Art Gallery of New South Wales
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Art Gallery of New South Wales
[media]The Art Gallery of New South Wales came into being in 1874 with the formation of the Academy of Art, which was endowed with £500 to acquire art for a national collection. Although purchases, largely second-rate English watercolours, were made throughout the 1870s and into the early 1880s, the collection had no purpose-built home. From 1875 to 1879, works were exhibited at Clark's Assembly Hall in Elizabeth Street. The International Exhibition of 1879 provided the impetus to find more suitable lodgings for the colony's fledgling collection, and until 1882 it was housed in the William Wardell-designed Fine Arts Annexe to the Garden Palace in the Royal Botanic Gardens.
The 'art barn'
The present location of the gallery, overlooking Woolloomooloo Bay from the Domain, was selected in 1884, when a brick building designed by the architect John Horbury Hunt was hastily erected on the site. Although it was only ever intended as a temporary solution, much criticism was levelled at Horbury Hunt's building, the chief grievance being its rudimentary design. Labelled an 'art barn', it was derided for its thick brick walls and saw-tooth roof, which prompted calls for it to be removed or replaced. Yet it stayed until about 1969, when it was demolished to make way for a new extension to the rear of the main façade of the gallery.
The Art Gallery trustees saw their gallery functioning as a 'temple to art', which meant they preferred conservative and classical architecture. Horbury Hunt prepared three designs for a main wing between 1889 and 1895, to replace his original design, but none was accepted.
In 1896, Walter Liberty Vernon's neo-Greek temple design for the main part of the gallery was accepted by the trustees. It stood in front of the early Horbury Hunt building. Constructed between 1896 and 1909, it is now referred to as the 'old wing'.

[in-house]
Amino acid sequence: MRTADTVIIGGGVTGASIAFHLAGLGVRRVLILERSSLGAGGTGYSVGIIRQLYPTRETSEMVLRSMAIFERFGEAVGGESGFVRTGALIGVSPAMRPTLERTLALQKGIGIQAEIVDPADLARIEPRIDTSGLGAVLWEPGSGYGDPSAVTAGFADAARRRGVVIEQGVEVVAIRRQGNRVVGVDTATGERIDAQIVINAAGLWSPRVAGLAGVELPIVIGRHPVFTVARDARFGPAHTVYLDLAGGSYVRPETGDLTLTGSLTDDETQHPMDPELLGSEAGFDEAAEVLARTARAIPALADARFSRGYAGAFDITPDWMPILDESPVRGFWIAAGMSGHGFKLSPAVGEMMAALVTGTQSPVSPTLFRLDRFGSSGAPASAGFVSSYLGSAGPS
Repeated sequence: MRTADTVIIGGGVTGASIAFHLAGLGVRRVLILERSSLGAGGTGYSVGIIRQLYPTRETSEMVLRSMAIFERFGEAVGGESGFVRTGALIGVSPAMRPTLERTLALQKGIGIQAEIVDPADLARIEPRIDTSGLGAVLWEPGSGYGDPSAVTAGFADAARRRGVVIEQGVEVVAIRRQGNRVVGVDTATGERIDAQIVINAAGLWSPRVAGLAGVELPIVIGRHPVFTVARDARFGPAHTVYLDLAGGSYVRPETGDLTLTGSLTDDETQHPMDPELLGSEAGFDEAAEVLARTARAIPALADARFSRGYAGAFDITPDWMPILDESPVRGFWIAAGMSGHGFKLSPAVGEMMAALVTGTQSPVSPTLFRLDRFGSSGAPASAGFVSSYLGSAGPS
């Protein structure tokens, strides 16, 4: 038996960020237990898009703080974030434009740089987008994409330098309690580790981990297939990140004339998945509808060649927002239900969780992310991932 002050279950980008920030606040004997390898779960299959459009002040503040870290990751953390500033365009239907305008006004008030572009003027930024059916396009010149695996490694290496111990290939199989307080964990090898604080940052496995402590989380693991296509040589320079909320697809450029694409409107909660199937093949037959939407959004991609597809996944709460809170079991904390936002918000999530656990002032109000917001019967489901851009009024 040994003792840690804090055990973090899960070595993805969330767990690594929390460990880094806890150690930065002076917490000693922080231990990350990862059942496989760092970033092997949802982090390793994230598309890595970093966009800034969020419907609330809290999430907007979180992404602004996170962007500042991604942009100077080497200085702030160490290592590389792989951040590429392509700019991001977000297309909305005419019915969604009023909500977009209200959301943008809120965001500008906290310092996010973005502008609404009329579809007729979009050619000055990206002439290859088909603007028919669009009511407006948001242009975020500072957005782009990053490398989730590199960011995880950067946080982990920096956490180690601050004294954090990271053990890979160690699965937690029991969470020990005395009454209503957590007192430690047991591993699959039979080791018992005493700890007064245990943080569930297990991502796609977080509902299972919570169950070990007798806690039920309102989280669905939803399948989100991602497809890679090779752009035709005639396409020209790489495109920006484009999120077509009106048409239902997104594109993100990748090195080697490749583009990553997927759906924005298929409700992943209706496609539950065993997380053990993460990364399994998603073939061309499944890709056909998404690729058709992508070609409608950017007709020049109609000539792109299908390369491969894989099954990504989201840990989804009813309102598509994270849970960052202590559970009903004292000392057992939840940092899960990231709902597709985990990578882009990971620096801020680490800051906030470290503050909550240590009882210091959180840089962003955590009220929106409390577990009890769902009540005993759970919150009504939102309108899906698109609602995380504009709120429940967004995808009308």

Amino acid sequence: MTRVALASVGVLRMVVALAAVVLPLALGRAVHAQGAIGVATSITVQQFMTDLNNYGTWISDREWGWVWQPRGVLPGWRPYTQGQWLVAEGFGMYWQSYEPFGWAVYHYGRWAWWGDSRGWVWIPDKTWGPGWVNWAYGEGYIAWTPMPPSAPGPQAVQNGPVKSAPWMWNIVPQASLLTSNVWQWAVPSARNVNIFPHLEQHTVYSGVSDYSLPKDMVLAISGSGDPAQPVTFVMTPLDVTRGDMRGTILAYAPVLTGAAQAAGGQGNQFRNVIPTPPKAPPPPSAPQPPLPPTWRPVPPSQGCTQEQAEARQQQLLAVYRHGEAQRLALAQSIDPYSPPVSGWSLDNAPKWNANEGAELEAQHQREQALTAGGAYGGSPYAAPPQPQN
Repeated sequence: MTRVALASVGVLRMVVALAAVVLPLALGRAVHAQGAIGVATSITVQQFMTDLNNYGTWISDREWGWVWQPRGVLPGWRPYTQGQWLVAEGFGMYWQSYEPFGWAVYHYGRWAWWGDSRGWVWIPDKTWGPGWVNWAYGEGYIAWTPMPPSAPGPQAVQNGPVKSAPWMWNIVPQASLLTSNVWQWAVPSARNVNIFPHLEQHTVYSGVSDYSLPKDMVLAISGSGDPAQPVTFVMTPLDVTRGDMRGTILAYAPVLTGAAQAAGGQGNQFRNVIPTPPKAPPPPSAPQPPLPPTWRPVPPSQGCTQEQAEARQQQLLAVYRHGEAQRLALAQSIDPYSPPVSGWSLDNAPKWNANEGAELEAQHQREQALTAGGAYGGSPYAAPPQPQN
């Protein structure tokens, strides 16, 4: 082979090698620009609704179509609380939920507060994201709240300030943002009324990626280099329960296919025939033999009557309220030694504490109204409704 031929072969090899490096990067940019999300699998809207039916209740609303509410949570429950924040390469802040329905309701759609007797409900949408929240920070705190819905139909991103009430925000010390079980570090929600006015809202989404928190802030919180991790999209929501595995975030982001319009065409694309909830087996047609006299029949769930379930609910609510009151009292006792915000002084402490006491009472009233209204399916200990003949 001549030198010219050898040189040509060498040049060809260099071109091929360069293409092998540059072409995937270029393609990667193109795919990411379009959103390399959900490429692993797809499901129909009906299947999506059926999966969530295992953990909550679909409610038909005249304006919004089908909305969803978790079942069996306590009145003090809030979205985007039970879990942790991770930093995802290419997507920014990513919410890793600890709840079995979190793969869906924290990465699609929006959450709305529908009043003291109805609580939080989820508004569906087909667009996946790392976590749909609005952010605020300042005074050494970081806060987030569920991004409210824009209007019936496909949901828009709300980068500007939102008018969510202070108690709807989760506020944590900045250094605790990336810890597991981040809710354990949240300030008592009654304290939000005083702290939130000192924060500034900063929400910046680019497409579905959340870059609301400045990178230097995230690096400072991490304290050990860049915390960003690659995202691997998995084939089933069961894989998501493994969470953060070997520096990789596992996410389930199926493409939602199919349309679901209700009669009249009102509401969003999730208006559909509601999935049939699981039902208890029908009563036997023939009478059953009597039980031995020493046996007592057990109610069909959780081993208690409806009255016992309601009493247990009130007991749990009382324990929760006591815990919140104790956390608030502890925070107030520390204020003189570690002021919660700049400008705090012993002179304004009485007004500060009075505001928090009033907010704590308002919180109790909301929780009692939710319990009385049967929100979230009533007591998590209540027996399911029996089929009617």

Vernon's design was conservative in style in response to the requirements set by the trustees. Although he met the restrictive brief for a classical building, Vernon's original designs, including plans for a central courtyard, were never completed.
The gallery was often referred to in Sydney as the National Art Gallery until the late 1960s, when a truly national gallery was proposed for Canberra. By then the gallery was in a poor state of repair, and it was decided to extend the building to provide more display space, and to house the growing ancillary staff, including the curatorial, conservation and education departments. The collection had gradually expanded over the twentieth century, and more space was needed to display it, particularly as curatorial practice favoured the collection and display of contemporary art, which required different, more versatile exhibition spaces.
The period from 1968 to 1972 saw the realisation of Vernon's desire to extend the gallery space, with the construction of the Captain Cook Bicentennial wing behind the main facade. It was designed by Andrew Andersons, of the Government Architect's Department led by EH Farmer. This extension, on the site of the 1884 building designed by Horbury Hunt, doubled the exhibition space. In 1988, an eastern wing, also designed by Andersons, was constructed in time for the Bicentennial celebrations. In 1994, the lower level of this wing was extended to form the Yiribana Gallery for Aboriginal and Torres Strait Islander art. The most recent addition was a purpose-built wing for the Asian Art Galleries, officially opened in 2003.
Edmund Capon and Jan Meek (eds), Portrait of a Gallery, Trustees of the Art Gallery of NSW, Sydney, c1984
Ailsa McPherson, 'Art Gallery of New South Wales: Conservation Plan, April 1992', unpublished report prepared for Department of Public Works, Sydney, 1992
Art Gallery of NSW website, http://www.artgallery.nsw.gov.au, viewed 13 February 2009